I did not pay much attention to who was cast in the film until after I discovered this, and of all people, I think it’s very appropriate that the role went to Jamie Dornan. I recently finished watching the BBC Two series “The Fall” on Netflix, where he stars as a serial killer named Paul Spector, and the characters are strikingly similar. Spector isn’t a billionaire businessman, but he is good-looking, charming, manipulative, and sadistically abusive. He wears many faces and demands control of all the women in his life, following and toying with them as he uses his sexual prowess as a weapon and a way to divert suspicion away from his killings. He’s a disgusting excuse for a human being, and yet, particularly in the final cliffhanger episode of the second season, one character questions if even Superintendent Stella Gibson, the strong feminist detective played by Gillian Anderson who has been tracking him down the entire time, is attracted to him. She is disgusted by the notion and says that she despises him with every fiber of her being.
Women across the world should loathe Christian Grey for the very same reasons, and yet we’re all supposed to dismiss “Fifty Shades of Grey” as good, dirty fun – a night out with the girls rather than a cautionary tale to keep in mind before your next date. I have to wonder if the producers, casting director, or whoever decided to cast Dornan based their decision on his incredible performance in “The Fall.” Did they observe the very same similarities between Grey and Spector? Did they stare deeply into the piercing blue eyes of evil and think, “Yep, he’s basically already played this psycho?” What does that say about America’s S&M “hero?”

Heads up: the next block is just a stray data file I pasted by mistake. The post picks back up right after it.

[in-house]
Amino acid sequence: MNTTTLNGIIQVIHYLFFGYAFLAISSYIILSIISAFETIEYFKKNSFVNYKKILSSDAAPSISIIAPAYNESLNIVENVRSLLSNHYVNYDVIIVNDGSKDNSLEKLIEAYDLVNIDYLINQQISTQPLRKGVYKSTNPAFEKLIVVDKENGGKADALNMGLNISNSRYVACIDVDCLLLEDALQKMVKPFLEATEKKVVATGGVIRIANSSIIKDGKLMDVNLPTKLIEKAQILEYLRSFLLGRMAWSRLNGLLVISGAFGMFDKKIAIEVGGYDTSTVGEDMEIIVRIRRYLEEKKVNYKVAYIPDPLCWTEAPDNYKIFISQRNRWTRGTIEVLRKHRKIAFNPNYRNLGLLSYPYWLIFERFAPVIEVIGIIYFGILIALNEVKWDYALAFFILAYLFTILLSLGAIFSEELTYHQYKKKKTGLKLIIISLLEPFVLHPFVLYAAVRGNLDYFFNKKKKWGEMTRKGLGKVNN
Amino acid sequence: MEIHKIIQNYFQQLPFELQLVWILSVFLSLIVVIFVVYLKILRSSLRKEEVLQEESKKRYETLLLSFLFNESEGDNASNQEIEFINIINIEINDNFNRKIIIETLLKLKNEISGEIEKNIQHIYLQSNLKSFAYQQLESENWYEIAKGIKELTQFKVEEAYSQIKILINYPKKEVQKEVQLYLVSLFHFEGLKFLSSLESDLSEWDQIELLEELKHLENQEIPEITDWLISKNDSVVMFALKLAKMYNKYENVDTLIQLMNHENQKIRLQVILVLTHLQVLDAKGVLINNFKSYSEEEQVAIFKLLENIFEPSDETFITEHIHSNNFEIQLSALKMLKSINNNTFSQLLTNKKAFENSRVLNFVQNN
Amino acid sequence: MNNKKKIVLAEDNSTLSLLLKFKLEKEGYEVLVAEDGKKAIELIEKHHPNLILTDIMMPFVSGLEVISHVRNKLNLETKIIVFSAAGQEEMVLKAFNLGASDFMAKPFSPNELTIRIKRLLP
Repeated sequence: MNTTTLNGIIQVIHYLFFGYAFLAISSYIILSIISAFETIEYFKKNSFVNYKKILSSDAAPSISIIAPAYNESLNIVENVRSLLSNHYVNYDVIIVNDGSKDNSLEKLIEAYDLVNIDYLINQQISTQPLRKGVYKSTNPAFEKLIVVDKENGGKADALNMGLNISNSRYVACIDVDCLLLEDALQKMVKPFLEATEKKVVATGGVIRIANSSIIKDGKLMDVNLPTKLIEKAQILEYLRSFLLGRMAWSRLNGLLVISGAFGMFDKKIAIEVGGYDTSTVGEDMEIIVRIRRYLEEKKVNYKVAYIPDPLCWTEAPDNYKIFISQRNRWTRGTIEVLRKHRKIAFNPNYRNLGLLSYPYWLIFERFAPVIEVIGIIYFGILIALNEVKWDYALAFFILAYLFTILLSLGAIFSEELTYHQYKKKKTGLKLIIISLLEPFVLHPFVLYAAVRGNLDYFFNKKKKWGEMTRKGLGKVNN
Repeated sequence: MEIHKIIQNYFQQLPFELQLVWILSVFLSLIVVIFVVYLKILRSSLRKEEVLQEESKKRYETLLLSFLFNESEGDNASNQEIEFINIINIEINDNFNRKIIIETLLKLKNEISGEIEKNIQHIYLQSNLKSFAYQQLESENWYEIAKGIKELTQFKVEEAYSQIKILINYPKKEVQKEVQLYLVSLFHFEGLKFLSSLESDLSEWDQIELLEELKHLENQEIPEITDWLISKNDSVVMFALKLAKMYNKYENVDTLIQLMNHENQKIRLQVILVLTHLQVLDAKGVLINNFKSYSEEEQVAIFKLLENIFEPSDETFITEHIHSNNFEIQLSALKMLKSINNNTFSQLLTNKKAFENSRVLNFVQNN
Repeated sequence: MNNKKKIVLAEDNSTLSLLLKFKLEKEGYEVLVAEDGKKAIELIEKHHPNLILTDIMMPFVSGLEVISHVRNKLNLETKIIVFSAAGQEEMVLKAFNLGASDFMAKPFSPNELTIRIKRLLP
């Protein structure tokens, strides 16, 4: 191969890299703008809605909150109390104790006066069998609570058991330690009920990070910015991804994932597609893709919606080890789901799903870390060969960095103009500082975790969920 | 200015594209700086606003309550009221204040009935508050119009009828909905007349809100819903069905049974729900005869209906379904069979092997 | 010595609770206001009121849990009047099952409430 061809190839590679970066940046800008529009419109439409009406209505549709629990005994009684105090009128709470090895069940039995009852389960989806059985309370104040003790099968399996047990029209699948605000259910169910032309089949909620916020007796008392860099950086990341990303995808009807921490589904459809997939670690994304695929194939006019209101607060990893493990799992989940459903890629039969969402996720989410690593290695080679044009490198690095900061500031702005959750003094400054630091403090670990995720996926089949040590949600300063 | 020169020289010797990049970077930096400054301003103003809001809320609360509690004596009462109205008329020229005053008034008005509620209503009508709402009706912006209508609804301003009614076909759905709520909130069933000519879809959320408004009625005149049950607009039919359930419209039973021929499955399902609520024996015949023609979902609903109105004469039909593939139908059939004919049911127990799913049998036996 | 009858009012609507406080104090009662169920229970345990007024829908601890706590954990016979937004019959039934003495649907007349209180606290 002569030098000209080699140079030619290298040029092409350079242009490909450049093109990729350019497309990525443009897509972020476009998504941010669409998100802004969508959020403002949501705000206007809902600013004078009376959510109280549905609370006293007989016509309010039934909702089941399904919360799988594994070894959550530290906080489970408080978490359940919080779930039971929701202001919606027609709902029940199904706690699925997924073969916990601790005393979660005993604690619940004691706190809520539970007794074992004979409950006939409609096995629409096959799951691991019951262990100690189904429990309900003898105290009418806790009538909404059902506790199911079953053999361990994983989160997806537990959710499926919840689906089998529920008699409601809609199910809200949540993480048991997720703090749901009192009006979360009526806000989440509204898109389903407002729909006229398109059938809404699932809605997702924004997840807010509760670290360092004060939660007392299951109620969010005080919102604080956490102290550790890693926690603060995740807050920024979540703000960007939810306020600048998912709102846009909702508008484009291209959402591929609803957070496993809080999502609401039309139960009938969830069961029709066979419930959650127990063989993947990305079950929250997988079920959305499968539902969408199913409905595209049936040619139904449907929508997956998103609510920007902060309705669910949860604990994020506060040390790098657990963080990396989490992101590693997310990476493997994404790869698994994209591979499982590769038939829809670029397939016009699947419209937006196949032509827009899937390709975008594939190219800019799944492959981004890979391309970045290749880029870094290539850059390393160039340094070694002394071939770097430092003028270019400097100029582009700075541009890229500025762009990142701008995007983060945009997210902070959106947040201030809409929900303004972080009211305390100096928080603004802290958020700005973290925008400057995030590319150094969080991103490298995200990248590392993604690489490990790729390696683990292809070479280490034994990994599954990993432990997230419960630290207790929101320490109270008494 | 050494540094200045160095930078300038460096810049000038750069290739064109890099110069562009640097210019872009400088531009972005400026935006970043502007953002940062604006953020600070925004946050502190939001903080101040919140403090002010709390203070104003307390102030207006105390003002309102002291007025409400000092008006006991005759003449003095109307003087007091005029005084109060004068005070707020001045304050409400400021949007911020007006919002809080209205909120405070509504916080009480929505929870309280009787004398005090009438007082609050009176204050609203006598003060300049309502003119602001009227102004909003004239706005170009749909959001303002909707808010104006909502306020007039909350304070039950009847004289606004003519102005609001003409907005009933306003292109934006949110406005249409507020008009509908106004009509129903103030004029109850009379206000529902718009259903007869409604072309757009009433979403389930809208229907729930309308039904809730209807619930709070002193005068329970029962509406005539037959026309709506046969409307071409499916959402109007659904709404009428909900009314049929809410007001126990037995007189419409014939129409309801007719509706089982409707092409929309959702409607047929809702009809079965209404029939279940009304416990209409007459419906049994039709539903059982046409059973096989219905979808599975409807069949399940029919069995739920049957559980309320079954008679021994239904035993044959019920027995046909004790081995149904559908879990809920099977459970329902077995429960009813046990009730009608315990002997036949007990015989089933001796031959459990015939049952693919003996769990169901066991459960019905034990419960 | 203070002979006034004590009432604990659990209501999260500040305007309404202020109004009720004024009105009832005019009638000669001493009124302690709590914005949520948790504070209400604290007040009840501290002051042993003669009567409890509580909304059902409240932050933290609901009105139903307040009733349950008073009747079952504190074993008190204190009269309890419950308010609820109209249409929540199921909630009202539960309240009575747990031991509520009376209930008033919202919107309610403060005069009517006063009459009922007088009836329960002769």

At the end of the day, it’s all entertainment, so we’re just supposed to treat it as a fleeting distraction rather than a deeper reflection of who we are – our fears or desires, our love or our hatred. The popularity of “Fifty Shades” and “Twilight” and their staunch defenders is evidence of a deeper problem in our culture – we accept physical and emotional abuse every single day, and we consistently make excuses for it, masking it and protecting it from criticism. It seems fans are doing that right now, so I hope, as other fandoms have done, that they take a much closer look at what they’re defending before dismissing these concerns.
Religious groups who have been shaming women into not seeing “Fifty Shades” in theaters are so focused on the sex that we all naturally think about anyway that they miss the bigger issue here – one in four women endure domestic violence at some point in their lives, and none of them deserve it. Those looking for their own Christian Grey will likely find themselves in a controlling, dysfunctional relationship like this, so we should be discussing how and why rather than hiding these problems behind closed doors, which is all forced guilt will do. I may be a lifelong Marvel Comics fan, but I’ll be the first one to point out if they do something sexist, racist, or just plain ridiculous. Fans should address these issues openly and regularly so that changes are made and our entertainment reflects the best, not the worst, of us.
“Fifty Shades” may just be “mommy porn” to some, but let’s demand more from our smut. The reality may never be quite as good as the fantasy, but the difference really shouldn’t be so jarring.
by Rich Howells
Rich is an award-winning journalist, longtime blogger, adequate photographer, podcast co-host, and practicing poet. He is the founder and editor of NEPA Scene.